Jonah Murtag is an Acolyte, a devout follower who is good at his job, yet has somehow retained enough of an open mind that he’s not immune to doubt. The tiny cracks in his faith begin to widen as a series of suicide bombings rock his city. When he witnesses one of these bombings in person, he realizes that the usual culprits may not be behind this particular surge of violence. His investigation into the bombings, coupled with his relationship with a fellow Acolyte, soon proves to be the biggest test of faith Murtag will ever encounter.

The Acolyte is a spiritual cousin to another dystopian novel, Ray Bradbury’s Fahrenheit 451. Like Bradbury’s fireman Guy Montag, Murtag (the name itself a nice nod to Bradbury’s work) is an appointed official tasked with keeping the peace through means that he becomes increasingly uncomfortable with. Both men have been raised and trained to think a certain way, but neither of them is able to fully suppress the idea that this certain way may not be the “right” way. And, like Montag, once Murtag begins to break away from the pack and act on his newfound ideals, he finds that his position within the system offers little in the way of protection.

I don’t know a thing about Cutter’s personal faith or his views on organized religion, but he does not paint a pretty picture of either of those concepts here. In the world of The Acolyte, religion is one big tent revival, a flashy show that keeps the rubes in line, keeps the church coffers lined with cash, and dispenses little in the way of actual salvation. Mix that with Cutter’s gut-punch style of writing, and you’re left with a book that is going to be a difficult read for some. It’s also an excellent read for those that can handle it. As with his previous books, Cutter heartily embraces horror fiction while pushing it beyond its limitations. The Acolyte is highly recommended.

Review: ‘Nothing Lasting’ by Glen Krisch

Nothing Lasting by Glen Krisch
Cemetery Dance (November 20, 2014)

nothinglastingComing-of-age stories have long been fertile ground for horror writers – if “The Body” by Stephen King and Boy’s Life by Robert R. McCammon don’t immediately spring to mind when you hear the term “coming-of-age,” then you have some reading to do. But those are just two examples out of a mountain of stories and novels that feature young characters learning hard truths about life, family and self amidst difficult, often horrific, circumstances.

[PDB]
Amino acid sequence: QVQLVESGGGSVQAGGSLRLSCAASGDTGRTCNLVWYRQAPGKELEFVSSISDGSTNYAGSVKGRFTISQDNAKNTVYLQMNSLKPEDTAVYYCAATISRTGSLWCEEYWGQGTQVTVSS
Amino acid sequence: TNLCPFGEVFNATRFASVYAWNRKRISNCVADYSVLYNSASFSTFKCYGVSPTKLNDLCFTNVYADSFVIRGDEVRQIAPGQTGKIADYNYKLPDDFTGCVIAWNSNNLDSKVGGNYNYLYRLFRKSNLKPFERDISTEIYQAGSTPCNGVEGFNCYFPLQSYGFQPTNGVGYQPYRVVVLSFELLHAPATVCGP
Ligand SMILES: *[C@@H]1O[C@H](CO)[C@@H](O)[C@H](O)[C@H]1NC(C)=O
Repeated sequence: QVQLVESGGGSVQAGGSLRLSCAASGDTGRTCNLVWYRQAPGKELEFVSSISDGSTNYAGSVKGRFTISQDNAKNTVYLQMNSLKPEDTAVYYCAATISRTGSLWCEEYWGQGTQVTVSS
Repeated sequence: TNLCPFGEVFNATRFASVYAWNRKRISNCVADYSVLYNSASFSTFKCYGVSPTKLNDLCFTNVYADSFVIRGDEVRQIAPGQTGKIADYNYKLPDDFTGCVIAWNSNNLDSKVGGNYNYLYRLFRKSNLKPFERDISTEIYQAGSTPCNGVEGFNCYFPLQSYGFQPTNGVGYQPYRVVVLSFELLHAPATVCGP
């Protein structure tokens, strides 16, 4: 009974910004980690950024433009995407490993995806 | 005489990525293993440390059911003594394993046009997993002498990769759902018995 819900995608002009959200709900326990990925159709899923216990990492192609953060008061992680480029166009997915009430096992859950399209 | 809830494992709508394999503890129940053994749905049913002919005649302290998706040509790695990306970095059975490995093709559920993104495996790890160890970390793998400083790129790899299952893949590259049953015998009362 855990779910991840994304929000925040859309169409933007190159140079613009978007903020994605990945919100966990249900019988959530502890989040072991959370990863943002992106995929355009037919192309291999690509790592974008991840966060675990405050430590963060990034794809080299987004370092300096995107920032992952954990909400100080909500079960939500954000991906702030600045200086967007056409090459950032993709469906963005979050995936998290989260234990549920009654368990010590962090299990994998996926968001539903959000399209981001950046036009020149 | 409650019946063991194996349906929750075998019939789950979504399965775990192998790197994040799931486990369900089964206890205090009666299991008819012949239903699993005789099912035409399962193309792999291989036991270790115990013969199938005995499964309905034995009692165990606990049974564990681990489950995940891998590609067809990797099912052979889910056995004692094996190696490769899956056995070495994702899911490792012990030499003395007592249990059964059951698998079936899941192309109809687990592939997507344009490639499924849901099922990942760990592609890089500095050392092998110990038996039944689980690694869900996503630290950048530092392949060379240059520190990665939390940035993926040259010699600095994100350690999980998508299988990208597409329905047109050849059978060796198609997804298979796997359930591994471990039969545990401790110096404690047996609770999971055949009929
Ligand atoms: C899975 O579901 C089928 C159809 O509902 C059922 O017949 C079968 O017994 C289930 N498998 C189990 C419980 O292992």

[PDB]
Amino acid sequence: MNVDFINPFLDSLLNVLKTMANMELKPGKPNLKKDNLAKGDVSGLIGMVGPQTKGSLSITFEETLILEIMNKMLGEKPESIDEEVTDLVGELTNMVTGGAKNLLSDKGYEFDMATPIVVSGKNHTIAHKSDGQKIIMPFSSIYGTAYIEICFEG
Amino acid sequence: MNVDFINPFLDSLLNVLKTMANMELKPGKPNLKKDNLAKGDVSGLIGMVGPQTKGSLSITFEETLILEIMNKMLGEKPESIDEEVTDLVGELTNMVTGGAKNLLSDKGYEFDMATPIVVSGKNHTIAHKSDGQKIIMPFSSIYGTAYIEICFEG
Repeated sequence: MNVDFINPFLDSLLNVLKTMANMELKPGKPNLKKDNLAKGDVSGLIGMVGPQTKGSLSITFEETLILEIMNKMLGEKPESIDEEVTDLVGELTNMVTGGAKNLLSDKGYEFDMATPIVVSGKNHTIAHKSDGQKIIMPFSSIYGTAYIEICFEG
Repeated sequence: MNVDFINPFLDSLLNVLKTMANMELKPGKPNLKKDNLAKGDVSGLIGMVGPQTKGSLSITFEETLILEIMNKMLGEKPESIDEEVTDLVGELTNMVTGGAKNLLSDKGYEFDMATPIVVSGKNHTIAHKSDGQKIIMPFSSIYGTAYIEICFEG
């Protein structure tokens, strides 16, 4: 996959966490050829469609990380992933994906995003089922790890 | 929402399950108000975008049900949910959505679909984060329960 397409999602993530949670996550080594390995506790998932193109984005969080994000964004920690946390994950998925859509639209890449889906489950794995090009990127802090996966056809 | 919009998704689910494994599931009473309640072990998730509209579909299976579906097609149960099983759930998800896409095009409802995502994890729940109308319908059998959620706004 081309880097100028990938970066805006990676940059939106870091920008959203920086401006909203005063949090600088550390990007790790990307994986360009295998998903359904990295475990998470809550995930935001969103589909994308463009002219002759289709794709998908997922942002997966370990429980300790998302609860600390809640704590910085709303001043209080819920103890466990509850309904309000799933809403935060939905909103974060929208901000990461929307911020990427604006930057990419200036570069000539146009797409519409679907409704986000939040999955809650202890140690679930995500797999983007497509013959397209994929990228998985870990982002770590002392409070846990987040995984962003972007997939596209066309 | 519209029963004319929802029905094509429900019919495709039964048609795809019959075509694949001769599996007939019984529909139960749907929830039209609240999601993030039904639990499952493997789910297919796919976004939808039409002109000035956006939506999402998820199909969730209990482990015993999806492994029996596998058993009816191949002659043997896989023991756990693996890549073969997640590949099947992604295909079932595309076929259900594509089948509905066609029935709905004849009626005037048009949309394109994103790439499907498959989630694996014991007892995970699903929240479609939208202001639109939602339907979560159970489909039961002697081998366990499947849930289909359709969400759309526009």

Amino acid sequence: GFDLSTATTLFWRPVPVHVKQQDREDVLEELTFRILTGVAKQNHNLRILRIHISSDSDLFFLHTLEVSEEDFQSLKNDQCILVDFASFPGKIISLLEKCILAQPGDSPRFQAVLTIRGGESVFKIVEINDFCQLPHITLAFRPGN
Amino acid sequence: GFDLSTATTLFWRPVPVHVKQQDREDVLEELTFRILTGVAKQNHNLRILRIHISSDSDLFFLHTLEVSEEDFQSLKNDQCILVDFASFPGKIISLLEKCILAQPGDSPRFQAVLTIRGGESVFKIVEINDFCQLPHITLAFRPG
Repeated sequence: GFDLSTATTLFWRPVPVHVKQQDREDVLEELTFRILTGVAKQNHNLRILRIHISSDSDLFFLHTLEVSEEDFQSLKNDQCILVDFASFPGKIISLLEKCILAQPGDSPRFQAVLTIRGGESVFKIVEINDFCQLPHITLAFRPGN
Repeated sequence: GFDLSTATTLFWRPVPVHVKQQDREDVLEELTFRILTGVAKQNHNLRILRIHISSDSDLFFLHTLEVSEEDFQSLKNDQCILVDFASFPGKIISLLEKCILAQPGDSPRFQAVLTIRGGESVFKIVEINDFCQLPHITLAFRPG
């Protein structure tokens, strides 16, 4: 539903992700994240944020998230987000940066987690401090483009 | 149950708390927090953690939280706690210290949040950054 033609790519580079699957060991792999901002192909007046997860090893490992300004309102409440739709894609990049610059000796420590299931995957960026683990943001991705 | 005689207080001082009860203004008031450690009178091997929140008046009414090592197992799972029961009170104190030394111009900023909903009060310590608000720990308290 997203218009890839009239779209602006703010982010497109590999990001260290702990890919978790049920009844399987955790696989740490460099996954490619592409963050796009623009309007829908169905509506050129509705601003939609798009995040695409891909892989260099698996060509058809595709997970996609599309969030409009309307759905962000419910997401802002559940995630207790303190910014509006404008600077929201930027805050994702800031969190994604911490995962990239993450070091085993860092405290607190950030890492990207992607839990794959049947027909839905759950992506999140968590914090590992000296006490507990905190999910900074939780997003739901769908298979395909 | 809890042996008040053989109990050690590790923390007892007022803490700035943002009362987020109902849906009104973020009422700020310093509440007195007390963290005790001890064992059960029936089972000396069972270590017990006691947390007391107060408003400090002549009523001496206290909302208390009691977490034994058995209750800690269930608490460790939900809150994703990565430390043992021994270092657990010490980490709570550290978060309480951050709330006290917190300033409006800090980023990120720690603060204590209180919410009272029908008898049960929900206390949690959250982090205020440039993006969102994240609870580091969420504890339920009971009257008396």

When you add Glen Krisch’s Nothing Lasting to that mountain, be sure and add it somewhere near the top. Featuring richly drawn characters, complex family dynamics and the requisite unsolved small-town mystery, Nothing Lasting doesn’t reinvent the coming-of-age story, but it does delivers a fresh take on the material.

Our young hero is a boy named Noah Berkley, he of the life recently turned upside-down. His parents have split up, his beloved grandfather has died, and he’s being taken back to his father’s hometown to live. To make matters worse, Noah’s mother isn’t putting up much of a battle to keep him, and it looks like his father has a second family already on standby:
Erin Dooling, his high school sweetheart, and her brooding son, Derek.

Derek immediately grabs the upper hand in their forced relationship, dragging Noah into some criminal mischief and then gleefully holding it over his head. As Noah tries to find some corner of this new life to fit in, he becomes aware of a long-ago tragedy that continues to cast a shadow over the town. Further complicating matters are a series of revelations about his own family that force him to confront the idea that his childhood has never truly been the ideal situation he believed it to be.

There is a lone bright spot for Noah, and her name is Jenny Sparrow. Jenny has never had the chance to believe her life was ideal, and these two wounded children gravitate toward one another, finally finding someone else to share in their once-private confusion, anger and resentment.

Krisch does a great job of building these characters and their relationships while slowly – but not too slowly – pushing the story forward with a series of expertly-timed reveals and revelations. Add a few red herrings and at least one monster of a twist, and you’ve got a
thoroughly satisfying page-turner of a mystery that doubles as an enjoyable character study. The book’s big reveal might be straight out of any number of serial killer stories – and might, in fact, be seen from a mile away by those playing particularly close attention – but it
doesn’t diminish the impact of the story as a whole.

In the end, you’ll be rooting for a happy ending for Noah and Jenny, because by the end you’ll have come to care for them. Whether that’s what you – and they – get is up for you to find out on your own.